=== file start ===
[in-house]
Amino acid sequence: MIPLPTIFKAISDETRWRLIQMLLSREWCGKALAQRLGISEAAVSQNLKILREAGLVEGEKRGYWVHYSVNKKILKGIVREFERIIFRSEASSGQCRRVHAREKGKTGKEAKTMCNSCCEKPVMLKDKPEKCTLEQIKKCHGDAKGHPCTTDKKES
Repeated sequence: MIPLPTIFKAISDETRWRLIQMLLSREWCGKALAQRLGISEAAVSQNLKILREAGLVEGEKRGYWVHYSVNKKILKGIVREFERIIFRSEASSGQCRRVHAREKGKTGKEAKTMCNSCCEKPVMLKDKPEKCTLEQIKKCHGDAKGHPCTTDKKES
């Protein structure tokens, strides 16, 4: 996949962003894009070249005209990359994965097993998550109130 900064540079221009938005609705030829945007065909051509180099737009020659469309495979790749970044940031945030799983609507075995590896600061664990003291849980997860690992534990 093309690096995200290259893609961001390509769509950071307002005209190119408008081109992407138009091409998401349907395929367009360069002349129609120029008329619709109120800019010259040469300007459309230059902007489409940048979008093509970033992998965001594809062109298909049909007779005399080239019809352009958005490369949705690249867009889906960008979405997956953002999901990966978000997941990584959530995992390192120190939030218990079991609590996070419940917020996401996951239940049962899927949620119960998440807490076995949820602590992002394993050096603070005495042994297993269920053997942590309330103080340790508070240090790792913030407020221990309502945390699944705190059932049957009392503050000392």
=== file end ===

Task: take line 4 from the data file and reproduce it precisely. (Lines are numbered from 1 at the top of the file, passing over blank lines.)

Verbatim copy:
């Protein structure tokens, strides 16, 4: 996949962003894009070249005209990359994965097993998550109130 900064540079221009938005609705030829945007065909051509180099737009020659469309495979790749970044940031945030799983609507075995590896600061664990003291849980997860690992534990 093309690096995200290259893609961001390509769509950071307002005209190119408008081109992407138009091409998401349907395929367009360069002349129609120029008329619709109120800019010259040469300007459309230059902007489409940048979008093509970033992998965001594809062109298909049909007779005399080239019809352009958005490369949705690249867009889906960008979405997956953002999901990966978000997941990584959530995992390192120190939030218990079991609590996070419940917020996401996951239940049962899927949620119960998440807490076995949820602590992002394993050096603070005495042994297993269920053997942590309330103080340790508070240090790792913030407020221990309502945390699944705190059932049957009392503050000392």